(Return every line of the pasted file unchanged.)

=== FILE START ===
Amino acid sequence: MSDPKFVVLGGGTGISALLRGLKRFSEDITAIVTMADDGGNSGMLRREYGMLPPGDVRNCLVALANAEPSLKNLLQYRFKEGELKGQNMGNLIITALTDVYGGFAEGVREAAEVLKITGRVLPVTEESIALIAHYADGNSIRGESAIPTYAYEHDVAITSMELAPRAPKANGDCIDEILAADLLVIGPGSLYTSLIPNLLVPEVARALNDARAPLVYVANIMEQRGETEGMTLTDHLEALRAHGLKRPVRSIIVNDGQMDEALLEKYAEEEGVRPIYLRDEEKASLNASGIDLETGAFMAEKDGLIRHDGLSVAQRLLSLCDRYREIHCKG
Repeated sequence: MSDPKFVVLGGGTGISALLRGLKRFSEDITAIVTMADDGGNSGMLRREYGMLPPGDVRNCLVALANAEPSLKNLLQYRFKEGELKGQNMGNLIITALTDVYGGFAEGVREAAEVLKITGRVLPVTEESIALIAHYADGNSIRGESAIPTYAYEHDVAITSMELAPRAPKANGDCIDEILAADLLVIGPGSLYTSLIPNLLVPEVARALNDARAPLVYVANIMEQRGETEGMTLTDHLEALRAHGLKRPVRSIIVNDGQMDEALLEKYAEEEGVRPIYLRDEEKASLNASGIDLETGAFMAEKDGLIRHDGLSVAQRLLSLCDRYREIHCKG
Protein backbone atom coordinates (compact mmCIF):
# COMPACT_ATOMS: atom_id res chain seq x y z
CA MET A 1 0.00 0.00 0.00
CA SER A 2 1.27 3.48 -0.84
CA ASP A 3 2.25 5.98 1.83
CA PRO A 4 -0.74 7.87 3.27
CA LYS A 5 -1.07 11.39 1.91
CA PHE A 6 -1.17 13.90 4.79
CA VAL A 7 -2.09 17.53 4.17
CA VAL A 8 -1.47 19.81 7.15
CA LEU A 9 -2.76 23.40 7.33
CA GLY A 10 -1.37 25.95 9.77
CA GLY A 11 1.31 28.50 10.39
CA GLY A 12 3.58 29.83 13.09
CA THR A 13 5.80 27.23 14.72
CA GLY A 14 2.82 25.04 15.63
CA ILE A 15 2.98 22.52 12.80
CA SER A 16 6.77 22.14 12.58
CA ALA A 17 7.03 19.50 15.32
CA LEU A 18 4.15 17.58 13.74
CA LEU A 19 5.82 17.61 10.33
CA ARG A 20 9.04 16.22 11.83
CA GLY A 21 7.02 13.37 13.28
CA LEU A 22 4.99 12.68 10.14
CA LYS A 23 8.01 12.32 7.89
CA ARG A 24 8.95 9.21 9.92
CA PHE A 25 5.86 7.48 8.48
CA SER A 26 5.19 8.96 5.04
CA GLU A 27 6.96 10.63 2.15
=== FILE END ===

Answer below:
Amino acid sequence: MSDPKFVVLGGGTGISALLRGLKRFSEDITAIVTMADDGGNSGMLRREYGMLPPGDVRNCLVALANAEPSLKNLLQYRFKEGELKGQNMGNLIITALTDVYGGFAEGVREAAEVLKITGRVLPVTEESIALIAHYADGNSIRGESAIPTYAYEHDVAITSMELAPRAPKANGDCIDEILAADLLVIGPGSLYTSLIPNLLVPEVARALNDARAPLVYVANIMEQRGETEGMTLTDHLEALRAHGLKRPVRSIIVNDGQMDEALLEKYAEEEGVRPIYLRDEEKASLNASGIDLETGAFMAEKDGLIRHDGLSVAQRLLSLCDRYREIHCKG
Repeated sequence: MSDPKFVVLGGGTGISALLRGLKRFSEDITAIVTMADDGGNSGMLRREYGMLPPGDVRNCLVALANAEPSLKNLLQYRFKEGELKGQNMGNLIITALTDVYGGFAEGVREAAEVLKITGRVLPVTEESIALIAHYADGNSIRGESAIPTYAYEHDVAITSMELAPRAPKANGDCIDEILAADLLVIGPGSLYTSLIPNLLVPEVARALNDARAPLVYVANIMEQRGETEGMTLTDHLEALRAHGLKRPVRSIIVNDGQMDEALLEKYAEEEGVRPIYLRDEEKASLNASGIDLETGAFMAEKDGLIRHDGLSVAQRLLSLCDRYREIHCKG
Protein backbone atom coordinates (compact mmCIF):
# COMPACT_ATOMS: atom_id res chain seq x y z
CA MET A 1 0.00 0.00 0.00
CA SER A 2 1.27 3.48 -0.84
CA ASP A 3 2.25 5.98 1.83
CA PRO A 4 -0.74 7.87 3.27
CA LYS A 5 -1.07 11.39 1.91
CA PHE A 6 -1.17 13.90 4.79
CA VAL A 7 -2.09 17.53 4.17
CA VAL A 8 -1.47 19.81 7.15
CA LEU A 9 -2.76 23.40 7.33
CA GLY A 10 -1.37 25.95 9.77
CA GLY A 11 1.31 28.50 10.39
CA GLY A 12 3.58 29.83 13.09
CA THR A 13 5.80 27.23 14.72
CA GLY A 14 2.82 25.04 15.63
CA ILE A 15 2.98 22.52 12.80
CA SER A 16 6.77 22.14 12.58
CA ALA A 17 7.03 19.50 15.32
CA LEU A 18 4.15 17.58 13.74
CA LEU A 19 5.82 17.61 10.33
CA ARG A 20 9.04 16.22 11.83
CA GLY A 21 7.02 13.37 13.28
CA LEU A 22 4.99 12.68 10.14
CA LYS A 23 8.01 12.32 7.89
CA ARG A 24 8.95 9.21 9.92
CA PHE A 25 5.86 7.48 8.48
CA SER A 26 5.19 8.96 5.04
CA GLU A 27 6.96 10.63 2.15